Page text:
One Step at a Time

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I stepped in the dirt and paused. The biggest climb of the day was ahead of me, but I didn't know it. It was mostly dark and quiet and my head lamp revealed fifteen feet ahead: overgrown brush, bulky redwoods, and a narrow dirt path. I stepped again and felt the trail resist. What had I gotten myself into?

I'm not sure why I came here. I could've slept in. Or I could've waited until the sun was up. Why didn't I? I couldn't answer that now. Just keep moving, I thought.

I cursed the mountain and the darkness. They tired me and hid what was ahead. Had it been light out, I would've seen a long, steep climb, and little else. It would've overwhelmed me. I would've stopped or turned around. Instead, the limitations kept my focus on the task at hand: to put one foot in front of the other. Anything beyond that - an impressive view, an easy descent - was out of mind.

With the sun starting to break, the mountain's steady incline seemed to let up. Then, finally, it stopped; I had reached its peak. I paused, panting. I had little sense of orientation, but soon the view cleared. I could see now what I couldn't see then; I placed myself above the fog yet below the powerlines. I breathed easily and smiled as the trail supported my descent.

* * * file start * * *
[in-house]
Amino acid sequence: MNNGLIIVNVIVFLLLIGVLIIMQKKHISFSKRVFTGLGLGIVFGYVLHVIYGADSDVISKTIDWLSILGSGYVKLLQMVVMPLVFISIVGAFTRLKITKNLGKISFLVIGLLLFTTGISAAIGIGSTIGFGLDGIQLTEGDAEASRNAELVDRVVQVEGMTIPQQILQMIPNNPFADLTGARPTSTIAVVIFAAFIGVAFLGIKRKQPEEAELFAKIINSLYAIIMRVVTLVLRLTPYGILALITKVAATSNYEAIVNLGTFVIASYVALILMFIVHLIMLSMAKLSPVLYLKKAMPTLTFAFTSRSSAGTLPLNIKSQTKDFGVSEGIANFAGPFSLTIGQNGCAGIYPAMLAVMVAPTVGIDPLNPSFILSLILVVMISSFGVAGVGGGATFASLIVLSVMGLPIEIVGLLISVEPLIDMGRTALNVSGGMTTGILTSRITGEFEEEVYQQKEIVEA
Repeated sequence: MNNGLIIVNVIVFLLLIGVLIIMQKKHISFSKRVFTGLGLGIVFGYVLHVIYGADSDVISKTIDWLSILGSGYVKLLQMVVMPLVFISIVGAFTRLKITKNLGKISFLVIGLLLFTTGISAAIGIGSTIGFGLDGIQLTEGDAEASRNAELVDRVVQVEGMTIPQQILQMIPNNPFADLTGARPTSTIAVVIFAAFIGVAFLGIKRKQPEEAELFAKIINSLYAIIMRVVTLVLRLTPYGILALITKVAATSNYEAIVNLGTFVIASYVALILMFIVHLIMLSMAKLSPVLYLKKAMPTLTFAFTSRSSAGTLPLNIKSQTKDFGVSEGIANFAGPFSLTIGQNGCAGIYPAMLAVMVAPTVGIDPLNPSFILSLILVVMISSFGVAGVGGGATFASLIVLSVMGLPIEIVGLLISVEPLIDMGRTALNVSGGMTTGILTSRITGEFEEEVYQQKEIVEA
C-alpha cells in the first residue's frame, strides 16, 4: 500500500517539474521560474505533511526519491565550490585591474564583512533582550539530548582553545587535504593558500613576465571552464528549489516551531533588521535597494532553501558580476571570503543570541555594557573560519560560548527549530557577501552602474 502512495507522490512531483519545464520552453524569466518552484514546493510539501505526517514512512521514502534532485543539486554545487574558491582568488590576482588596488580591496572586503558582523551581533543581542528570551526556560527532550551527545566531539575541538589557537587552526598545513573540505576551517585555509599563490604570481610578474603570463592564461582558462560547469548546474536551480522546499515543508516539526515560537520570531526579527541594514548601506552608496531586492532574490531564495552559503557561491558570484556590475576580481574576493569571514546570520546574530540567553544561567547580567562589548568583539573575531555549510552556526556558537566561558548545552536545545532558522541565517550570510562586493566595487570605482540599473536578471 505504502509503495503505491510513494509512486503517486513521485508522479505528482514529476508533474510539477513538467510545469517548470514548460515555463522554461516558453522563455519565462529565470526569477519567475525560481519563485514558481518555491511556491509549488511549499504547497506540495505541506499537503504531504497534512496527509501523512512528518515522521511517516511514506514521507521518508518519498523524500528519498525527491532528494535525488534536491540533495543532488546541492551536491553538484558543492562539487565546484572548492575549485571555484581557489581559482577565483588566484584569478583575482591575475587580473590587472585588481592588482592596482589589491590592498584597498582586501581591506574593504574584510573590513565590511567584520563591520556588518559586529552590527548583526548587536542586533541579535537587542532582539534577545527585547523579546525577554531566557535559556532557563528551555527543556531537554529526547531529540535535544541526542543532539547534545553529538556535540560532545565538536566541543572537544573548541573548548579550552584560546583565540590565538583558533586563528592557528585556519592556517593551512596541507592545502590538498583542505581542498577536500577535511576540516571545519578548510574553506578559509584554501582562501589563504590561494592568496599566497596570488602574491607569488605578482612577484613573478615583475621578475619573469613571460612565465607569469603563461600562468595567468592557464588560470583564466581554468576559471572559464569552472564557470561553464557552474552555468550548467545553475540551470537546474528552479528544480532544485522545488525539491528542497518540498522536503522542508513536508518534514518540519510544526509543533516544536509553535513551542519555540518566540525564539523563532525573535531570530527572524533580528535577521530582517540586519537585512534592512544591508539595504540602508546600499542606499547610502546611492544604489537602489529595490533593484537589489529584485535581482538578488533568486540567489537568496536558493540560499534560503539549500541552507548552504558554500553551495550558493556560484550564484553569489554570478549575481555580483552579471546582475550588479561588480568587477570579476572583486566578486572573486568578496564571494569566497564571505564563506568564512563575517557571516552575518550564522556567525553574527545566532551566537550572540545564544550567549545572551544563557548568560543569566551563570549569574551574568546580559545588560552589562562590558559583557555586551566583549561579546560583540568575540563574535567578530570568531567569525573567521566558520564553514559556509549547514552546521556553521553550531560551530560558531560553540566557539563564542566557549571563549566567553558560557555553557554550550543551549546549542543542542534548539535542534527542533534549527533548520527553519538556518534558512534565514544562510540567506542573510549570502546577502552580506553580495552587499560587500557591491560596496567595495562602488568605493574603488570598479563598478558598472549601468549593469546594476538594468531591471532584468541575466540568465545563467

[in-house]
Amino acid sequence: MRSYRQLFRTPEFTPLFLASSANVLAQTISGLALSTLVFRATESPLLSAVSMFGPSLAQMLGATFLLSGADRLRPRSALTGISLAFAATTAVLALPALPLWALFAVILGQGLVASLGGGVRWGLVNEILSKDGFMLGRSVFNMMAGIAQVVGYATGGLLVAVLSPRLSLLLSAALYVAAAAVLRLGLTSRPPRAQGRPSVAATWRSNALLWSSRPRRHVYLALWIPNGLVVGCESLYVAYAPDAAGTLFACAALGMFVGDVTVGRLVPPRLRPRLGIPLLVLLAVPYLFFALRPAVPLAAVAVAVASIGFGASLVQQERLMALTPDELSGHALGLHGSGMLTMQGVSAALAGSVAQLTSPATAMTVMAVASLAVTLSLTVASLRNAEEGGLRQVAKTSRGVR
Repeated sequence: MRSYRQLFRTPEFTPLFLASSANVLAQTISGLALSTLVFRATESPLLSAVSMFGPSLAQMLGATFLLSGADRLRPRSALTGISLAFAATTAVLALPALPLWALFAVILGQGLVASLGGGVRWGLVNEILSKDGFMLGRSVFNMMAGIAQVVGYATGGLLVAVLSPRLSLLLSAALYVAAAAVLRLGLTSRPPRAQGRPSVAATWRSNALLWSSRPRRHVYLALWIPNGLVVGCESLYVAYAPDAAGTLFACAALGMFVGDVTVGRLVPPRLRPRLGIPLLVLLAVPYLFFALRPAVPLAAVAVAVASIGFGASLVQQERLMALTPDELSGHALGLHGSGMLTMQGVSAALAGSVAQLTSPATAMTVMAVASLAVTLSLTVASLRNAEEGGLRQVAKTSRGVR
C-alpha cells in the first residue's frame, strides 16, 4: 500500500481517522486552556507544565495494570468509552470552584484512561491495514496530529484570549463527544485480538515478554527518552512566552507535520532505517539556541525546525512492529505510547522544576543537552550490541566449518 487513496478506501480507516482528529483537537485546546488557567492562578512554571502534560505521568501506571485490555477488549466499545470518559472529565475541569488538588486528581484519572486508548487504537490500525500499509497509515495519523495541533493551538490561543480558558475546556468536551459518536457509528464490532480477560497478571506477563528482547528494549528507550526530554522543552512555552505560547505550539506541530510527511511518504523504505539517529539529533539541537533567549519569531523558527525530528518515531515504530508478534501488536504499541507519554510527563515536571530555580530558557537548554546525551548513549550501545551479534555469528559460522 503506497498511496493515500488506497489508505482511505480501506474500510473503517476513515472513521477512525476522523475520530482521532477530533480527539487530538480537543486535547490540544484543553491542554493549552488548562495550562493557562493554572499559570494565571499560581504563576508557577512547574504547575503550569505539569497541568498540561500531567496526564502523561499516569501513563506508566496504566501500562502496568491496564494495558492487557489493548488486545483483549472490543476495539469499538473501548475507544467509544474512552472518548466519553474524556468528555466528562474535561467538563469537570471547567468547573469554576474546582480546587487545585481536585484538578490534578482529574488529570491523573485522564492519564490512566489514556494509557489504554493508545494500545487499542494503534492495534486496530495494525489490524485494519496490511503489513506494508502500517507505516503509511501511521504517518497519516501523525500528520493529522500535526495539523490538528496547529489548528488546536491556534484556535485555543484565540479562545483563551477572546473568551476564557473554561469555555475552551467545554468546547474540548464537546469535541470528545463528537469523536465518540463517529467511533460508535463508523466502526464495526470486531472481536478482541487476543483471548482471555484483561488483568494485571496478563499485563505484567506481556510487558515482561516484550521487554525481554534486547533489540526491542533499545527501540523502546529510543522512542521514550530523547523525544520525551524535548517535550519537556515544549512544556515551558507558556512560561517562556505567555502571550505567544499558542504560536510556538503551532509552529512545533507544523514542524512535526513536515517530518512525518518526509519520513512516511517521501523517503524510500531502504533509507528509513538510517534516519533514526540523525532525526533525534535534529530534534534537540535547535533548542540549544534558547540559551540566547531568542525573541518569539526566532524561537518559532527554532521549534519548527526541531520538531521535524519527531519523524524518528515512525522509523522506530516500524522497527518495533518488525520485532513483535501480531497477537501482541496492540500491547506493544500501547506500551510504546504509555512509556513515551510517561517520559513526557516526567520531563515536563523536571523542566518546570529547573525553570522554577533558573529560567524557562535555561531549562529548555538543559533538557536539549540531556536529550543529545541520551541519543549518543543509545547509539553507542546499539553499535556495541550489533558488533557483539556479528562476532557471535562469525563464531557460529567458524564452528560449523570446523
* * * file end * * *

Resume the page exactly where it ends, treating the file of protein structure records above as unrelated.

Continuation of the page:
In running and in life, it can help to limit my vision. The enormity of a climb overwhelms when consumed in one gulp. Breaking it into steps makes it more manageable. I think that's why I run in the dark though I'm desperate to see. Or I look down to pick myself up.


Sure, flatness is appealing. You can move and see easily. But an endless landscape would overwhelm and eventually, the openness would blind.

The interruptions give me perspective. They challenge but they also support. They hide and they reveal. In a sense, the limited vision protects me from the uncertainty ahead. Limits, counterintuitively, provide possibilities.

Life is inherently challenging, but it can be many other things. Without challenges, there are no rewards. Without interruptions, there's no peace. Without hills, there's nothing to see.

With a Perspective, I'm Niall Kavanagh.

Niall Kavanagh is a research associate at Veterans Affairs and Stanford. He runs the trails near his home in Daly City.